In the 1990s, the Smithsonian was also pressured by competing interest groups into removing historical context from its exhibit of the Enola Gay, the plane that dropped the first atomic bomb on Japan, at the National Air and Space Museum.

Kurin said the Cosbys' collection, which includes paintings and sculptures by important African-American artists, deserved to be seen.

"This really was about the artwork, and it was about these artists. It was about the artistic and esthetic dialogue between African-American artists and African artists," Kurin said.

About one-third of the art on display in the exhibit, titled "Conversations," came from the Cosbys. The rest of the pieces are drawn from the museum's collection.

Parts of the exhibit are deeply intertwined with Bill Cosby's life, including the murder of his son, Ennis, in 1997. The show includes a memorial quilt made for the Cosbys out of pieces of Ennis' clothing. There's also a birthday quilt made for Bill Cosby with pictures of him.

Visitors also learn plenty about Cosby through his taste in art and works commissioned by him and his wife. A painting by the Cosbys' daughter is on display, and several quotations from the Cosbys are posted. The exhibit celebrates Cosby's professed devotion to family, an aspect that was pilloried by critics given his alleged behaviour.

"This was a bad show from the start. It was bad on ethical grounds ... and it was bad on curatorial grounds," critic Philip Kennicott wrote in The Washington Post in December.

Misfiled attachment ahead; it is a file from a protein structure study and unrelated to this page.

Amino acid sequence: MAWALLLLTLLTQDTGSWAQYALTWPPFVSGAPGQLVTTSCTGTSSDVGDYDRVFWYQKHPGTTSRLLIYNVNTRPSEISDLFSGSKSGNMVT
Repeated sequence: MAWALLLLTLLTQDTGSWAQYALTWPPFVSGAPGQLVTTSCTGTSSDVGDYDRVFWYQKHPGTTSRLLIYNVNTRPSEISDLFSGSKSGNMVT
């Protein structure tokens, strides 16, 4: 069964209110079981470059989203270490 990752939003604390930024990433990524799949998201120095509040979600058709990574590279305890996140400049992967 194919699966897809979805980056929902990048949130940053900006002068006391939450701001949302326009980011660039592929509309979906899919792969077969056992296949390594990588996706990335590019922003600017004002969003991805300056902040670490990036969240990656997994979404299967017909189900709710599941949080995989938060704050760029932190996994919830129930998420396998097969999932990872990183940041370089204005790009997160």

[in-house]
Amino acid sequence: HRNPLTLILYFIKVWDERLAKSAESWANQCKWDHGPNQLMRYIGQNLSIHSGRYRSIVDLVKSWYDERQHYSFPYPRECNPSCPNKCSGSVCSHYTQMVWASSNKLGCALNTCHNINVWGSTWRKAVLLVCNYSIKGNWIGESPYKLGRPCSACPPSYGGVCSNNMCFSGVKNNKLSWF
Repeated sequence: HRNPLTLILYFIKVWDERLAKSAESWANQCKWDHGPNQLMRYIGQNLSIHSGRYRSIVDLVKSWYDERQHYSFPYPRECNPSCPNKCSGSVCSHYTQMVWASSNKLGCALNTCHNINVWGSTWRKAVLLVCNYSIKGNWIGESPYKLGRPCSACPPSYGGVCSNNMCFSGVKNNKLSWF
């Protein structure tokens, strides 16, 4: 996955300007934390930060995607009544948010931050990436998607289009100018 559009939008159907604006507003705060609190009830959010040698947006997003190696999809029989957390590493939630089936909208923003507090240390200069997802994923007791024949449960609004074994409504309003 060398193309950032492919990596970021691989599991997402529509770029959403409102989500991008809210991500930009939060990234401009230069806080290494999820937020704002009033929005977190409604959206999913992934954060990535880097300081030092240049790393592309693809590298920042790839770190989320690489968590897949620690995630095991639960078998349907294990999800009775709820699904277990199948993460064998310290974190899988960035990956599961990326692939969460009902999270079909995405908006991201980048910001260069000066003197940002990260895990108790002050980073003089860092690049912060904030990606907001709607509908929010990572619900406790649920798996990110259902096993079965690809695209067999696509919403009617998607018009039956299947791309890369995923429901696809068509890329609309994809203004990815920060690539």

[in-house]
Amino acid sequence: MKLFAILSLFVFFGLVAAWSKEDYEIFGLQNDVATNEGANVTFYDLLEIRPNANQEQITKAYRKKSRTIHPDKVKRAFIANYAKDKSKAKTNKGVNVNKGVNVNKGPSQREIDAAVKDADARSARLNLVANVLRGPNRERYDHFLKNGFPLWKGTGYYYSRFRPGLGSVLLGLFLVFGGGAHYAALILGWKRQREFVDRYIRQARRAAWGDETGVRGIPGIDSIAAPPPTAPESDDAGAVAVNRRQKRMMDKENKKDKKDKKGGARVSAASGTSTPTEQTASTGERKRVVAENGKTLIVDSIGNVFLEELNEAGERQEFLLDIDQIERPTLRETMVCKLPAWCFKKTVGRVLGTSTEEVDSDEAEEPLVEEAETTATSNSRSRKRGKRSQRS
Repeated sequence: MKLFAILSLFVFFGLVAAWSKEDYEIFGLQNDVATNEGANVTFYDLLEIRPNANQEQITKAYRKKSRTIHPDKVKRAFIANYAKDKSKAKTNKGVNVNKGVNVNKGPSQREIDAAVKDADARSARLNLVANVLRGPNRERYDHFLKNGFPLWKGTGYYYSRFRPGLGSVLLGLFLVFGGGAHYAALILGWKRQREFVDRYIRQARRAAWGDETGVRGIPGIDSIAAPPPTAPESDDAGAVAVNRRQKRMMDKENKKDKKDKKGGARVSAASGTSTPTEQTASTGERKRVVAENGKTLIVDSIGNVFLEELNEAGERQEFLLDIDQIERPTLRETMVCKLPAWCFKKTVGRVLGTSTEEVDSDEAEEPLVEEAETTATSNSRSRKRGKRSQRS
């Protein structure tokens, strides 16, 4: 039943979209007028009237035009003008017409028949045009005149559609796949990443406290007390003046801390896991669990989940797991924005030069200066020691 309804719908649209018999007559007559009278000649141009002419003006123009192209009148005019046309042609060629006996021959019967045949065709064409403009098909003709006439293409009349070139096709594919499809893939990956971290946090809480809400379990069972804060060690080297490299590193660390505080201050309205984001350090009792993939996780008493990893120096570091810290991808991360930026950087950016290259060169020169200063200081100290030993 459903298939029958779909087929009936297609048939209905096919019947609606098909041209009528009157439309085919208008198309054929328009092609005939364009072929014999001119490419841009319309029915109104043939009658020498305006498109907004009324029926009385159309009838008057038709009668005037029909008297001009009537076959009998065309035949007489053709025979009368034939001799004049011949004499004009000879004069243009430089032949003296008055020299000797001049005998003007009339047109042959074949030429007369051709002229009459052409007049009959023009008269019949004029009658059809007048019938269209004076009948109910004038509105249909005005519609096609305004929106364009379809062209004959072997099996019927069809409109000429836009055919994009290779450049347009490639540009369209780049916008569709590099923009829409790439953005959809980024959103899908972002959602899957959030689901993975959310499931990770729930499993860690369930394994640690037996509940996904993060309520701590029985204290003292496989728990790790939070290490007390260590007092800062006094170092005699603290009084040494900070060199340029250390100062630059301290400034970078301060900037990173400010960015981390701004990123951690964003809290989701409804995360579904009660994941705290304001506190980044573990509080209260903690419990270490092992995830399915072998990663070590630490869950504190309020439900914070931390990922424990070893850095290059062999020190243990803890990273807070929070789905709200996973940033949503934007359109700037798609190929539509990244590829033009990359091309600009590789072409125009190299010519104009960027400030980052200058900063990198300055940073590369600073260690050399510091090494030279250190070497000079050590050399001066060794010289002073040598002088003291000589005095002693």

The Smithsonian posted its disclaimer last summer after court documents were unsealed in which Cosby admitted he obtained Quaaludes to give to women he wanted to have sex with. But women were coming forward with sexual assault allegations against Cosby at the time of the exhibit's opening.

The AP asked Cosby about the allegations in a November 2014 interview at the museum. Sitting next to his wife, Cosby declined to comment -- "I don't talk about it," he said -- and asked that the video of his response be "scuttled." The AP published video of the exchange.

The museum drew more than 250,000 visitors during the time the Cosbys' art was on display, a 25 per cent increase over the previous 15 months. Comments in a visitor book at the exhibit have been mostly positive. The museum has also received dozens of emails, many of them critical.

The exhibit was scheduled to end Sunday. However, the Smithsonian Institution announced Friday that its museums in Washington and the National Zoo would close this weekend due to blizzard conditions.

Kurin said the debate over the exhibit emphasizes the importance of carefully vetting all potential sponsors.

"This one just caught us very much by surprise. Now, in retrospect, there was innuendo and rumour and other things out there," he said. "It does remind us that we do have to look at who's sponsoring and who's donating."